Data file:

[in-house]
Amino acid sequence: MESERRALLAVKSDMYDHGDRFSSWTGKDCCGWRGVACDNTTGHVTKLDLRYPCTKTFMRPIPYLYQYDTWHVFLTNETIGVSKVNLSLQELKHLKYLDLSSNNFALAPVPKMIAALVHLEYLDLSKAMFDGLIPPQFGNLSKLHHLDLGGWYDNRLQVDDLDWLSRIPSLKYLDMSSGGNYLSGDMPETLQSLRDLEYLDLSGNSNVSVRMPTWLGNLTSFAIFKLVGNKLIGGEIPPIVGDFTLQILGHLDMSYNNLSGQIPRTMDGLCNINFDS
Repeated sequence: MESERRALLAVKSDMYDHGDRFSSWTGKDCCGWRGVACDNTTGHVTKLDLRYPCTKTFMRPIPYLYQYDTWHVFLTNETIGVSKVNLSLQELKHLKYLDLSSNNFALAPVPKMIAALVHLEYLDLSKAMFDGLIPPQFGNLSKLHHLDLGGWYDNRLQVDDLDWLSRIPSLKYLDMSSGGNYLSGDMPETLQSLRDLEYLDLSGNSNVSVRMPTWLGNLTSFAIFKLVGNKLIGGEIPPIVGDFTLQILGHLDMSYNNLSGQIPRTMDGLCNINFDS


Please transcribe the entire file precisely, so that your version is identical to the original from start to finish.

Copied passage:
[in-house]
Amino acid sequence: MESERRALLAVKSDMYDHGDRFSSWTGKDCCGWRGVACDNTTGHVTKLDLRYPCTKTFMRPIPYLYQYDTWHVFLTNETIGVSKVNLSLQELKHLKYLDLSSNNFALAPVPKMIAALVHLEYLDLSKAMFDGLIPPQFGNLSKLHHLDLGGWYDNRLQVDDLDWLSRIPSLKYLDMSSGGNYLSGDMPETLQSLRDLEYLDLSGNSNVSVRMPTWLGNLTSFAIFKLVGNKLIGGEIPPIVGDFTLQILGHLDMSYNNLSGQIPRTMDGLCNINFDS
Repeated sequence: MESERRALLAVKSDMYDHGDRFSSWTGKDCCGWRGVACDNTTGHVTKLDLRYPCTKTFMRPIPYLYQYDTWHVFLTNETIGVSKVNLSLQELKHLKYLDLSSNNFALAPVPKMIAALVHLEYLDLSKAMFDGLIPPQFGNLSKLHHLDLGGWYDNRLQVDDLDWLSRIPSLKYLDMSSGGNYLSGDMPETLQSLRDLEYLDLSGNSNVSVRMPTWLGNLTSFAIFKLVGNKLIGGEIPPIVGDFTLQILGHLDMSYNNLSGQIPRTMDGLCNINFDS